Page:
Wallowing at the boundaries of what could be discussed — if not actually shown — on screen in 1965, Who Killed Teddy Bear (question mark conspicuous by its absence) must have looked at the time like some sort of paean to perversion.
The story itself is a simple B-movie thriller: a would-be dancer, Norah (Juliet Prowse), working nights as a DJ in a New York City nightclub, is plagued by obscene phone calls. The perpetrator could be any one of a number of her colleagues and acquaintances: the nightclub’s bouncer; her strident, lesbian boss (Elaine Stritch); or the jaded, widowed detective looking into the case (Jan Murray). Or is it the club’s friendly busboy, Lawrence, (Sal Mineo)? To Norah he is the most unlikely: he’s shy, slightly built, sweet-natured and looks after his mentally injured young sister. In private, however, he is not quite what he seems.
The obscene phone call angle is a neat device, years ahead of Klute, Black Christmas and When A Stranger Calls, and in its overriding sense of sleazy menace and focus on a sexually troubled loner, the movie also prefigures the stalk n’ slash shenanigans of The Toolbox Murders, Halloween and He Knows You’re Alone by a good decade. But there’s a lot more subtext in Who Killed Teddy Bear than in most of the above. In its impoverished and somewhat clunky way, it compares with Peeping Tom in presenting the dark undercurrents of sexual maladjustment and obsession, while at the same time anticipating those lonely, unbalanced antiheroes of the seventies. As blogger StinkyLulu astutely points out, Teddy Bear is a “a clear (and clearly American) bridge between … Psycho and Taxi Driver.”
Indeed, Mineo’s Lawrence is a proto Travis Bickle; he’s unable to interact successfully with the people around him, works invisibly in a low-paid night job, and, most daringly for 1965, is obsessed with pornography. The film has some striking, verité scenes of Mineo cruising the sex shops, porno bookstores and grindhouse movie theatres of a decidedly grubby Times Square. And although the film is not explicit in its language or its visuals, Mineo’s performance is somehow close to obscene. In his physicality and his creepy stare he manages to convey a lot more than the film can actually show.
What is particularly unusual (and memorable) is the camera’s homoerotic fascination with Mineo; it lingers on him when he’s in a state of undress (which is fairly frequently). StinkyLulu goes so far as calling Teddy Bear and outright ‘queer’ film; whether this is intentional or not, there is often an aura of charged sexuality and sexual ambiguity when Mineo is on screen.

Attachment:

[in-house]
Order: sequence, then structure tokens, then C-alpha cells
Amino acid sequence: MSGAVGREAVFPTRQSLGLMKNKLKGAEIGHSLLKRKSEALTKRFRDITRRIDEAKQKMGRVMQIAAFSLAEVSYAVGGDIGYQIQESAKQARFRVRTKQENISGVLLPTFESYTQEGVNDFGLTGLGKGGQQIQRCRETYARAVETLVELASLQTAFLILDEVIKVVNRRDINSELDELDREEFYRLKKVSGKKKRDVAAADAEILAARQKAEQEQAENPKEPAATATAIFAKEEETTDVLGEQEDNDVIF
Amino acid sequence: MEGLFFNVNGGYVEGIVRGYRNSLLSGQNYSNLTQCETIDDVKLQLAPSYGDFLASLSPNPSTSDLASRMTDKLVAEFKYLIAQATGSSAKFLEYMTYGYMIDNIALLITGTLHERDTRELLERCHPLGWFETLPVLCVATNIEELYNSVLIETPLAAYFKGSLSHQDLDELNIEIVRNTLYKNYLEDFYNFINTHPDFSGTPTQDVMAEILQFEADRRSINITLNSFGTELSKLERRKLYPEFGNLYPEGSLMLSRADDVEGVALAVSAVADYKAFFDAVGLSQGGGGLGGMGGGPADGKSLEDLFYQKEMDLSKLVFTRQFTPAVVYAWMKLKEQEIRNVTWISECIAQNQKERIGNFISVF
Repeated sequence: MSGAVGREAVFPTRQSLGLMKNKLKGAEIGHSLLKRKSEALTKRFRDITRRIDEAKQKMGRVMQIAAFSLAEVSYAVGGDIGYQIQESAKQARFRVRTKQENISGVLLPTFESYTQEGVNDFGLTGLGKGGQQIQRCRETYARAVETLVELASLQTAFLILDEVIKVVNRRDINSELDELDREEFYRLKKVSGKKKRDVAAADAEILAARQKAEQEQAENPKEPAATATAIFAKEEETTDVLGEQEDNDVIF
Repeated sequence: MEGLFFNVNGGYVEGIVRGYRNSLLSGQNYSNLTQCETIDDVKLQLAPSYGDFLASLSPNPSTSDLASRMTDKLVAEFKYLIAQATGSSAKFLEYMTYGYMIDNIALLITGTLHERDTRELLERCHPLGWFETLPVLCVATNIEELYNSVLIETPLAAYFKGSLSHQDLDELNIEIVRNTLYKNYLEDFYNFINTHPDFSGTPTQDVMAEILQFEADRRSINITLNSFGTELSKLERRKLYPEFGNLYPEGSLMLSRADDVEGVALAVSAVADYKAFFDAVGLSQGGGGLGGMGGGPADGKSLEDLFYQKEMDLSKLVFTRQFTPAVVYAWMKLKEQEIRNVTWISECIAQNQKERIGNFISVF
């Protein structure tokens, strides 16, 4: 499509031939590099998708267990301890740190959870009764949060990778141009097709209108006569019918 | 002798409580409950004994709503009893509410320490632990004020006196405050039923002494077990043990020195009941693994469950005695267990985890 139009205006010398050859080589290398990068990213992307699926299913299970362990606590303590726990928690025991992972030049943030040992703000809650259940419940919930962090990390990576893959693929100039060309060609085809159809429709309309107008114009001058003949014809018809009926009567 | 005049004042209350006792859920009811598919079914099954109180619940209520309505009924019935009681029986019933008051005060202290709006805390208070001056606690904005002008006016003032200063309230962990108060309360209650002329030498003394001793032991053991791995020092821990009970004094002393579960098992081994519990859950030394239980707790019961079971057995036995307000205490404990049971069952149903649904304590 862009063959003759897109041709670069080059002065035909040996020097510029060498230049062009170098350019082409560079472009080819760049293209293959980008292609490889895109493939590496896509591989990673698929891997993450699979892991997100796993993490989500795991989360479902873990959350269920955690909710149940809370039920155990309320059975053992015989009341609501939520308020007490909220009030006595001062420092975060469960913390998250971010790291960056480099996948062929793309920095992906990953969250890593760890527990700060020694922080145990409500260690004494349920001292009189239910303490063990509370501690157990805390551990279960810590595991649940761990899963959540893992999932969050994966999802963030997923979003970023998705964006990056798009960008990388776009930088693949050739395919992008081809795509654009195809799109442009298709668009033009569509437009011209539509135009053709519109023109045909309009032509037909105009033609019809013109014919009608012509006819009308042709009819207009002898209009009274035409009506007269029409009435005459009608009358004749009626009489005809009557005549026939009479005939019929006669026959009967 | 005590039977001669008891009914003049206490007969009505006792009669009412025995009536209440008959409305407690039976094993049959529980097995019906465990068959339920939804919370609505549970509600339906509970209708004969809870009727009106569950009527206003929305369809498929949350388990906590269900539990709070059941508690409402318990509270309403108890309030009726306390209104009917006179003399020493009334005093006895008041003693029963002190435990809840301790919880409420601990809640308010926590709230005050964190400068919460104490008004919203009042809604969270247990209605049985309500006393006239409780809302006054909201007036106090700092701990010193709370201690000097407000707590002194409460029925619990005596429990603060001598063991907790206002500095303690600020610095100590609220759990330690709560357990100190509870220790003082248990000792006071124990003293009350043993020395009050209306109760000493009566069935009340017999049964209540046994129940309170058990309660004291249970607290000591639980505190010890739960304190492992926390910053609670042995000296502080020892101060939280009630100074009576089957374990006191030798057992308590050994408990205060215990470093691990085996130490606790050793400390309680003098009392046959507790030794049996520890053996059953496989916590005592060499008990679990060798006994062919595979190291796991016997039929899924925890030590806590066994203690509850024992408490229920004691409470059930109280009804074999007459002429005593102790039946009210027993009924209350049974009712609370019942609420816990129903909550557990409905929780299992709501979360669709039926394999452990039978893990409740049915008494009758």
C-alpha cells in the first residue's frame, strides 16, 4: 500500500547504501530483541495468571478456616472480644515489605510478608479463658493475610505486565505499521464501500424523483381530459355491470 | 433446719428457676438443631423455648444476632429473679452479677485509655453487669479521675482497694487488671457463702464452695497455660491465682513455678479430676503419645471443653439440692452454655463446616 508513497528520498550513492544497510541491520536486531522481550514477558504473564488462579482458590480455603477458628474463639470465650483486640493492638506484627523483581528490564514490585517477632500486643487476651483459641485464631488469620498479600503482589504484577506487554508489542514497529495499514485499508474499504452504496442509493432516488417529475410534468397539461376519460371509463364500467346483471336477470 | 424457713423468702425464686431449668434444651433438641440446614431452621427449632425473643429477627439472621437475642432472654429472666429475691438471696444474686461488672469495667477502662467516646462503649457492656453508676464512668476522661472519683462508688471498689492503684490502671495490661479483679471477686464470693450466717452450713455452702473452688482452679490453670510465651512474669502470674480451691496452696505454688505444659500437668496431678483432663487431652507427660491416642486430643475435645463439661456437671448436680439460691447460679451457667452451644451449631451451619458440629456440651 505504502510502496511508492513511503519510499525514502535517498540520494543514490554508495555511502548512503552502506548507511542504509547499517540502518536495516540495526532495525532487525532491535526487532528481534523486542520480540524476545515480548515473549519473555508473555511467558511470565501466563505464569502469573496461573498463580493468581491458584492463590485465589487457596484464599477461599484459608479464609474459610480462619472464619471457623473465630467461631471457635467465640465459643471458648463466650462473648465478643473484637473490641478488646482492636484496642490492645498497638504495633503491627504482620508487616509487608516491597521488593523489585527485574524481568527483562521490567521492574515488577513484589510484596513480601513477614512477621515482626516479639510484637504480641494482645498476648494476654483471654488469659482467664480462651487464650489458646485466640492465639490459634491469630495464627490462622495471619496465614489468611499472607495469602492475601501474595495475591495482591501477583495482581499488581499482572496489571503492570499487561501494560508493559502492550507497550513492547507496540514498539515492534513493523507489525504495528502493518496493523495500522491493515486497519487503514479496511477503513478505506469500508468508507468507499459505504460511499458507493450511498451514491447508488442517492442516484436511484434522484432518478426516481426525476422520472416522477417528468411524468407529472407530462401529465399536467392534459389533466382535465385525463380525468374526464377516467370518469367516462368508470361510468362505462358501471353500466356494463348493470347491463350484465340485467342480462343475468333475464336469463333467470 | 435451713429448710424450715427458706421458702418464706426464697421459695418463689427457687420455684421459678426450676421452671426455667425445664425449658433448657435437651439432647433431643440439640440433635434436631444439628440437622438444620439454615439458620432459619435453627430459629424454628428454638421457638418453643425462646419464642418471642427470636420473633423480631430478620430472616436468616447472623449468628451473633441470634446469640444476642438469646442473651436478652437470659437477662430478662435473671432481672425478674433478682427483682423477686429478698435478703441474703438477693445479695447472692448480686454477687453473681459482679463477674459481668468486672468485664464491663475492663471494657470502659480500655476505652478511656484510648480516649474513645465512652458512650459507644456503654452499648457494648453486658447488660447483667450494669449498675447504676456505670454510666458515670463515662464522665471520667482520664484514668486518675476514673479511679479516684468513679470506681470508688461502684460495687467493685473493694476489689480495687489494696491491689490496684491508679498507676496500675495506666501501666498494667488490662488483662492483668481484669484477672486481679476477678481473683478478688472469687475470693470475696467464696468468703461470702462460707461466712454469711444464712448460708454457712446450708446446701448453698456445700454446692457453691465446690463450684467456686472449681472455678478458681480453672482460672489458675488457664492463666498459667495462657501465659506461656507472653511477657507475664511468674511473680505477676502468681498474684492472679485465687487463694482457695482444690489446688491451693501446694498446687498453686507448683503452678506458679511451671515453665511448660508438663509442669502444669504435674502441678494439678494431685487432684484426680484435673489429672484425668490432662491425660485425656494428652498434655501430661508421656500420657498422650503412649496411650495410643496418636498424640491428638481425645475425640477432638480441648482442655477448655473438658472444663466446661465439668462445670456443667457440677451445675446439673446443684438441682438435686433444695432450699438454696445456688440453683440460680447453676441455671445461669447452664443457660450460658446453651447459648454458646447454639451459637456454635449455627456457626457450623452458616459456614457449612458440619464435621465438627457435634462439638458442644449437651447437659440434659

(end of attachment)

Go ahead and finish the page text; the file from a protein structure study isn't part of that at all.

This also extends to the supporting characters. In standard B thrillers the minor characters tend to be two-dimensional, but here they have backstories and motives that amount to a degree of sexual complexity. Certainly, as Detective Madden, Jan Murray is as debased a policeman as we have seen this side of Clint Eastwood in Tightrope and Harvey Keitel (and Nicolas Cage, for that matter) in Bad Lieutenant. Obsessed with the previous sex murder of his own wife, Murray has taken his research into ‘perversion’ somewhat beyond that of a professional interest (not least, listening to tapes of stalker victims’ experiences while his daughter plays uncomfortably within earshot). Outlining his theories on the mind of the sex fiend to Norah, he says:
“Some are fetishists, some are sadists, some are masochists… Then there’s the simple voyeurs, paedophiliacs…” before expanding on the dreaded ‘combinations’: “the sadomasochists, the voyeur-masochists, the exhibitionists, the necrophiliacs.”
“You seem to know a lot about these things,” she says.
“Someone has to,” he replies.
But Madden seems to know a bit too much for Norah’s liking; pretty soon she’s suspecting him of being the crank caller himself.
There’s also an unerring scene in which Norah’s hard-talking, middle-aged boss Marian (Stritch) offers to spend the night with her to guard against any follow-up from the menacing phone calls. Stripping down to her smalls and then covering herself with a fur lined coat, Marian announces “I dig soft things” and goes on to prove it when she gets a bit physical while comforting her distressed charge. Again, here, Teddy Bear appears to set a precedent, not only in depicting an unambiguous lesbian pass but letting it linger uncomfortably in the air afterwards. And it’s made more powerful by Stritch’s gutsy performance. The upshot, again, is that Norah has a new suspect in mind.
Who Killed Teddy Bear, not surprisingly, rubbed the British censor up the wrong way in 1965 and was refused a BBFC certificate. Consequently, the film was not seen in this country until Network released it on DVD a couple of years ago. That release can still be picked up cheaply and is worth hunting down.